This was hardly the language of a confident conqueror addressing a vanquished enemy; it was almost the tone of a suppliant asking a favor. The Emperor, in fact, was reporting the devastation of Moscow by fire, evincing the greatest anxiety to place the blame squarely on the heads of the Tsar's servants lest the catastrophe should ruin the chances of a negotiated peace treaty. Napoleon's strongest wish at this juncture was to see the war brought to a rapid conclusion even at the price of a compromise peace. He could not believe that the Tsar, after having learnt of his army being beaten at Borodino, his religious capital occupied by the enemy ans subsequently burned by hs own minions, would have any further hesitations on the matter; peace was the only logical outcome, or so it appeared to Napoleon's rather warped sense of judgement. The King of Naples, at any rate was convinced that all desire for further hostilities had left the Russian armies. From the cavalry reserve's advanced positions to teh east and south of Moscow, Murat was continually reporting friendly contacts with Cossack chieftains, and many evidences of fraternization could be seen at other point of the front. The French Emperor, in fact, was being deliberately lulled into a false sense of security, for Field-Marshal Kutusov was determined to gain invaluable time before the next phase of the campaign should open. The Court of St. Petersburg, moreover, remained ominously silent when Napoleon's first tentative feelers were put forward in the second half of September.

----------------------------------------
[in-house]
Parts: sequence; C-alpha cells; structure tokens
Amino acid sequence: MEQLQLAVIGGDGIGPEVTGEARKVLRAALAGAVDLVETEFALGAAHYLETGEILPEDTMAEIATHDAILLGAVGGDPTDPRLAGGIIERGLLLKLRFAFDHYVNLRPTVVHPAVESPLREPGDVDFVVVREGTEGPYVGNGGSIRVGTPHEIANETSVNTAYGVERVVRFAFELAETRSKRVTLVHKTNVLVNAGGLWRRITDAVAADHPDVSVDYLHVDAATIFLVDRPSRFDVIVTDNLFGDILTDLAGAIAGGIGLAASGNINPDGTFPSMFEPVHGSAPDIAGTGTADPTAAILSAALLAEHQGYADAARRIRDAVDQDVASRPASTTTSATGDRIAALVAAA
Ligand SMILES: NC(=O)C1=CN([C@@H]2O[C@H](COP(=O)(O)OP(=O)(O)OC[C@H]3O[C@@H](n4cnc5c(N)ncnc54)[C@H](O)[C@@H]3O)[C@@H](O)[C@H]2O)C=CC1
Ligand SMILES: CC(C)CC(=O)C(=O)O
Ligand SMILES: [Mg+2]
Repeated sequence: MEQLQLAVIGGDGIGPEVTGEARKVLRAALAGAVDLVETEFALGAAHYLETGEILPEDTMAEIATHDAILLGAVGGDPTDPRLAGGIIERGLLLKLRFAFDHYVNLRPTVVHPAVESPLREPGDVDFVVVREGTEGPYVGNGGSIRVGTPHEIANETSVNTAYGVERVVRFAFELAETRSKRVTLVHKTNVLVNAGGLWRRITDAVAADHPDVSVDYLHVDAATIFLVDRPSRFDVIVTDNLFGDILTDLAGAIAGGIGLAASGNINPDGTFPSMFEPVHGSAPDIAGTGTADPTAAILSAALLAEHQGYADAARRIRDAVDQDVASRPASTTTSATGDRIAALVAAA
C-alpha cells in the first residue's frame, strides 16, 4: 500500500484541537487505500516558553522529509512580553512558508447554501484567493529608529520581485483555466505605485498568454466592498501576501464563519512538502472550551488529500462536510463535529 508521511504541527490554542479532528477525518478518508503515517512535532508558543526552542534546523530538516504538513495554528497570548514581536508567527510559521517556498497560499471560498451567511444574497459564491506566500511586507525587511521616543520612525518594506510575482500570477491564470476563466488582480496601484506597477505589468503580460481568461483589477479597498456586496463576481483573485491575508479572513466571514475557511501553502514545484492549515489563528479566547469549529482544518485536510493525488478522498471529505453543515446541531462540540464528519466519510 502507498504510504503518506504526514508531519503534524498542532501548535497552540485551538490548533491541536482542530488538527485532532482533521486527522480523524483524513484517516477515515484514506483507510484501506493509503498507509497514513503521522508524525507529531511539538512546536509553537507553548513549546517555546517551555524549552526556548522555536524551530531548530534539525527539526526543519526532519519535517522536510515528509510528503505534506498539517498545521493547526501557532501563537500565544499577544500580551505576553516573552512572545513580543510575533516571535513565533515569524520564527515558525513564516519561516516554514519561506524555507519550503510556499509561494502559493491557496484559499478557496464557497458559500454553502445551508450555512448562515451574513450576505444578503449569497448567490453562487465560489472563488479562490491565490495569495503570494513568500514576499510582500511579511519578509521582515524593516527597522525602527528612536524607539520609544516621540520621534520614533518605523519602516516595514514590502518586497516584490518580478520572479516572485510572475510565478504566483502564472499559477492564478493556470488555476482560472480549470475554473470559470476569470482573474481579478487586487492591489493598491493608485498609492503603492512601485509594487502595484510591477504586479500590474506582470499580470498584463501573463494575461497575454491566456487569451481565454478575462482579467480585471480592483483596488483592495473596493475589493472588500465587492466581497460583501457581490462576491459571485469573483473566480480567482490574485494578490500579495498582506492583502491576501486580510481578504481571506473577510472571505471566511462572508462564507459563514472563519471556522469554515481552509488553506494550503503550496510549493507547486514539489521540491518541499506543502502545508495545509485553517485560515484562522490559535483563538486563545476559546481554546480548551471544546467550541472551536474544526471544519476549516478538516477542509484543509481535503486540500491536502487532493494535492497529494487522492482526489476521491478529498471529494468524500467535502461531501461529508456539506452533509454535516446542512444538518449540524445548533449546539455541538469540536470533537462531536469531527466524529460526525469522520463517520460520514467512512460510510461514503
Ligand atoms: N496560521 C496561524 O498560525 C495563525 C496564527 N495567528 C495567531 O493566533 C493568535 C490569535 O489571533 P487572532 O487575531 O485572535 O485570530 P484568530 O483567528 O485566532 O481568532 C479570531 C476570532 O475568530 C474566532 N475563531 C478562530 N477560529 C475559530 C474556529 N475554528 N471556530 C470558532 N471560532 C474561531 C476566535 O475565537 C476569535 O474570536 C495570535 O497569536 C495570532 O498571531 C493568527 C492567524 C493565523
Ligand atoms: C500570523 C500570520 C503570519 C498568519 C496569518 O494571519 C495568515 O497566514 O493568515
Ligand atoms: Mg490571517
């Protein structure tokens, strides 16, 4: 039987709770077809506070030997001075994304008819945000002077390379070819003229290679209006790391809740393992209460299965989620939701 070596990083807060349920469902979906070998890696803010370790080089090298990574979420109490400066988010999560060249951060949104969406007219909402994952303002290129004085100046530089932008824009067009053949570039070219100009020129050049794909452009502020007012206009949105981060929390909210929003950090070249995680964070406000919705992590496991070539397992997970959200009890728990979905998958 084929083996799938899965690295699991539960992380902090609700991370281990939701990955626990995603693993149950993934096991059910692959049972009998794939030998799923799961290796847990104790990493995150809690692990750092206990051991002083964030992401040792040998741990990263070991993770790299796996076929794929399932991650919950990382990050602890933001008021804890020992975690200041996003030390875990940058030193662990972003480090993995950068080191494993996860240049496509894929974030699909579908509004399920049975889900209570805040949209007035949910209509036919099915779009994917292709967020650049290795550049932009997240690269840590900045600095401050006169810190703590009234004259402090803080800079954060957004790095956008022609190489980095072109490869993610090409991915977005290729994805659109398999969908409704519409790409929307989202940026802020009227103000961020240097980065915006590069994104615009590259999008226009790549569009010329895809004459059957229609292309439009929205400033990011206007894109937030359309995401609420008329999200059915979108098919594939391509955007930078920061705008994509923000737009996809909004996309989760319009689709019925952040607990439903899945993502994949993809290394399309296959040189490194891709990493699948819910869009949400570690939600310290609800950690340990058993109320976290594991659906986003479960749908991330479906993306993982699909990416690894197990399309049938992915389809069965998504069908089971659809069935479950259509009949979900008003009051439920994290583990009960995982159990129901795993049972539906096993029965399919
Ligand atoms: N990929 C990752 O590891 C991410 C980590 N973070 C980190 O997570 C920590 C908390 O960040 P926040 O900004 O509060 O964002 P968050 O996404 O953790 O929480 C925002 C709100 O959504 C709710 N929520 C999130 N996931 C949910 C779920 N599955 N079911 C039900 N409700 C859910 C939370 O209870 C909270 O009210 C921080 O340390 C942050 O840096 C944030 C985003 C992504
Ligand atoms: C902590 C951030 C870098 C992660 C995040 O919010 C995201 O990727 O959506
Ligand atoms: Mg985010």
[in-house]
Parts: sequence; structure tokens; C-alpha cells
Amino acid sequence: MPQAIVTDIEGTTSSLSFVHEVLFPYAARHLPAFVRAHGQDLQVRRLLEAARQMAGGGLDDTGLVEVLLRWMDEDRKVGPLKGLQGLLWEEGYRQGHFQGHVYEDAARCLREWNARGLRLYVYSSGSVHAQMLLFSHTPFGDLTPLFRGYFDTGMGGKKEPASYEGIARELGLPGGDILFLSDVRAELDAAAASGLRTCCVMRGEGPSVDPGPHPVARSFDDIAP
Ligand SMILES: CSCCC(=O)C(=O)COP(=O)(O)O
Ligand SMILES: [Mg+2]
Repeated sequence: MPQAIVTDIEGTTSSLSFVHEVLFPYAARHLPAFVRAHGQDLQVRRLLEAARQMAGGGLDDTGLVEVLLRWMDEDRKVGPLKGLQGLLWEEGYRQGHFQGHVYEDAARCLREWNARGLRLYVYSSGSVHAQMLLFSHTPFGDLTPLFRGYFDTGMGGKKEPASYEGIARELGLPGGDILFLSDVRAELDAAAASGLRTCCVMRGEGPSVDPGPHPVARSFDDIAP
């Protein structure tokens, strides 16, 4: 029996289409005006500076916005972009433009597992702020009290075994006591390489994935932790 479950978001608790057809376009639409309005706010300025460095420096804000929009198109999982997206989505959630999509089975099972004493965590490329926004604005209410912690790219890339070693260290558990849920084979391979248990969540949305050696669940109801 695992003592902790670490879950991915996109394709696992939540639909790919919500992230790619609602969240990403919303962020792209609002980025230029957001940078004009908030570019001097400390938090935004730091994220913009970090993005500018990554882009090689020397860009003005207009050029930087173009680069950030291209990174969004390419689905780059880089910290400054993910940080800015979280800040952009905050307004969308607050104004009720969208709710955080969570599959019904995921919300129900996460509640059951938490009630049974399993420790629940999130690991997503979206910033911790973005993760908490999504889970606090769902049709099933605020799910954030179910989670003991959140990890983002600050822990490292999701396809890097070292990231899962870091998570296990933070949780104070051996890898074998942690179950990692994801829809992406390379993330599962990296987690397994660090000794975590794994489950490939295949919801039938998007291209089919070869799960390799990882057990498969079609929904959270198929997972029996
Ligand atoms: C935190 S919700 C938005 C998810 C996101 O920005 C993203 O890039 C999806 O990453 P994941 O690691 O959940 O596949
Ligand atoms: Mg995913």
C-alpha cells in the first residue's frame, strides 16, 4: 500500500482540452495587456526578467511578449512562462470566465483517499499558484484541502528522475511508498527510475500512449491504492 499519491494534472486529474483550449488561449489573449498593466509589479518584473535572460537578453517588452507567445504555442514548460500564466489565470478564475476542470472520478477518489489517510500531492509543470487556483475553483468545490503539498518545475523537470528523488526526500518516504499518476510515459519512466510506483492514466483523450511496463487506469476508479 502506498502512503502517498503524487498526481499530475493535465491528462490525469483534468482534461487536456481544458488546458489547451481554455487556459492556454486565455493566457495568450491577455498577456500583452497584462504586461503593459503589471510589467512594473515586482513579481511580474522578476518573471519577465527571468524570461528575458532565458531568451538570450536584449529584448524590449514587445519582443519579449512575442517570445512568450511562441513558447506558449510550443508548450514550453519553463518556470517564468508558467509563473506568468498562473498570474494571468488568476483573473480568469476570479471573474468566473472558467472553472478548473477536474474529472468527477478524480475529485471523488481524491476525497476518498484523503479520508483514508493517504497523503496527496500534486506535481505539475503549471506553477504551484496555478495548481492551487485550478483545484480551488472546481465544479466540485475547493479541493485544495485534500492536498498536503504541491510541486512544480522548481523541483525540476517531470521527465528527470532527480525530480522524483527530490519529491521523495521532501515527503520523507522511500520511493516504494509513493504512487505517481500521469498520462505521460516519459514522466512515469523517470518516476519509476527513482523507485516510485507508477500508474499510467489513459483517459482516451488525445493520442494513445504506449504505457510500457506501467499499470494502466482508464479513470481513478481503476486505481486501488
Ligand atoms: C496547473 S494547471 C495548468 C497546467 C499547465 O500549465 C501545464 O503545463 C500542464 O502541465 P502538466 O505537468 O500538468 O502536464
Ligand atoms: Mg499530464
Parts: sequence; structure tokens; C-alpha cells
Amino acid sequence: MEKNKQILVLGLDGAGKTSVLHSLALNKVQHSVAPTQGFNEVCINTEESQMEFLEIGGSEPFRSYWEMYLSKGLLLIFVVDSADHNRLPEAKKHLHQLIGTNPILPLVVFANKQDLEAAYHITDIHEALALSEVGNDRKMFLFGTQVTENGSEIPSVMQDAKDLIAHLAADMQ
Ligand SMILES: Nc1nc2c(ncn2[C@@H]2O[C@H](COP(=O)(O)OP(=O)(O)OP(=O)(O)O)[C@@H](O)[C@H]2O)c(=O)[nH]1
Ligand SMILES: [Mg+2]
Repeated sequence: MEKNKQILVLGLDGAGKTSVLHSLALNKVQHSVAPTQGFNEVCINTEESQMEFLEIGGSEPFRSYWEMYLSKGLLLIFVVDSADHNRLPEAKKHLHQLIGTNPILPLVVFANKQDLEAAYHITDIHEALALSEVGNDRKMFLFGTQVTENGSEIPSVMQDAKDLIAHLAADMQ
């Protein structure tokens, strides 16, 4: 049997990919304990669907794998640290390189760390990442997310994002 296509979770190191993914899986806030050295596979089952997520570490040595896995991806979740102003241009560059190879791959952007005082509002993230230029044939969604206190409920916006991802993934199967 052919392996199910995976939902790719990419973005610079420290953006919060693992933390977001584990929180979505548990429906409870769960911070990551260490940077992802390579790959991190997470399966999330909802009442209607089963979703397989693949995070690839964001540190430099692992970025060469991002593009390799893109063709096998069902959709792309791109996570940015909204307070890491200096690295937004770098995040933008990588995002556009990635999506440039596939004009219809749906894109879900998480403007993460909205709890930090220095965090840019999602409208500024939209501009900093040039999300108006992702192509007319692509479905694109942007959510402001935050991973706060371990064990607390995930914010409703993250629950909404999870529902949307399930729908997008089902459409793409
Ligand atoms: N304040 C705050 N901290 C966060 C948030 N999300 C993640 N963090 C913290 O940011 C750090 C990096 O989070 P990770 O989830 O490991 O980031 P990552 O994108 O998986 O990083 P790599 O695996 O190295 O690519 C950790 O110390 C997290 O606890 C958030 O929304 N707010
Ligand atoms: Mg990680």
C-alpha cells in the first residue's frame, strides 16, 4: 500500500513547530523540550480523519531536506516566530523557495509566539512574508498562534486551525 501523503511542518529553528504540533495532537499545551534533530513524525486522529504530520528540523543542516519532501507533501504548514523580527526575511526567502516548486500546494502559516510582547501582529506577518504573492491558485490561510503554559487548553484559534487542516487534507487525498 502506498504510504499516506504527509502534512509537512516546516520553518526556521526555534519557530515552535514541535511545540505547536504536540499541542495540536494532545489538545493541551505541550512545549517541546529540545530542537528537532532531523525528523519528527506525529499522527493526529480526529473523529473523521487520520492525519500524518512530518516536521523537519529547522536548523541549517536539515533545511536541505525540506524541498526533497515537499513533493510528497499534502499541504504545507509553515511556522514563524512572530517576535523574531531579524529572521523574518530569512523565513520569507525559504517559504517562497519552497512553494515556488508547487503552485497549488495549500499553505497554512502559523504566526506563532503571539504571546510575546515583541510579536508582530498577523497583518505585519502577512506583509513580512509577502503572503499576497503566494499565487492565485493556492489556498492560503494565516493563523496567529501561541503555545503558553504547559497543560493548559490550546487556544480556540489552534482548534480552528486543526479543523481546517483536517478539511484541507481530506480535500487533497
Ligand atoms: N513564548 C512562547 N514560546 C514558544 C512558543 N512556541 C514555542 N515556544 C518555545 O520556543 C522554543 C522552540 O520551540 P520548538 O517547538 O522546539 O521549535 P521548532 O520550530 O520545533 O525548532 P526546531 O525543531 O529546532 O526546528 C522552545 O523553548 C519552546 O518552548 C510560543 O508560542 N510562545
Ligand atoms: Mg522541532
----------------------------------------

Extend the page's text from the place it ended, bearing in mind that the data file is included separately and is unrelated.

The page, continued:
|The Court of St. Petersburg|
~ D. Chandler, The Campaigns of Napoleon, p. 813